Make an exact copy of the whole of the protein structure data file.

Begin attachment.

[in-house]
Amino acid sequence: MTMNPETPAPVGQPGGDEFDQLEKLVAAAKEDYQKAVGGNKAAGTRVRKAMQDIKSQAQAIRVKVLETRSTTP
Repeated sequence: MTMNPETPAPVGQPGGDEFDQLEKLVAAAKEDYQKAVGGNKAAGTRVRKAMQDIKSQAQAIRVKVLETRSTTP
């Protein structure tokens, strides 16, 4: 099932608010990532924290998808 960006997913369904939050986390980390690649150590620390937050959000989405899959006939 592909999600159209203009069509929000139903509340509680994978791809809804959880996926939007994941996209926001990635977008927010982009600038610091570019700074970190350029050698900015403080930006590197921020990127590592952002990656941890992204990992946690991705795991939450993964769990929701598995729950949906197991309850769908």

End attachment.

[in-house]
Amino acid sequence: MTMNPETPAPVGQPGGDEFDQLEKLVAAAKEDYQKAVGGNKAAGTRVRKAMQDIKSQAQAIRVKVLETRSTTP
Repeated sequence: MTMNPETPAPVGQPGGDEFDQLEKLVAAAKEDYQKAVGGNKAAGTRVRKAMQDIKSQAQAIRVKVLETRSTTP
């Protein structure tokens, strides 16, 4: 099932608010990532924290998808 960006997913369904939050986390980390690649150590620390937050959000989405899959006939 592909999600159209203009069509929000139903509340509680994978791809809804959880996926939007994941996209926001990635977008927010982009600038610091570019700074970190350029050698900015403080930006590197921020990127590592952002990656941890992204990992946690991705795991939450993964769990929701598995729950949906197991309850769908």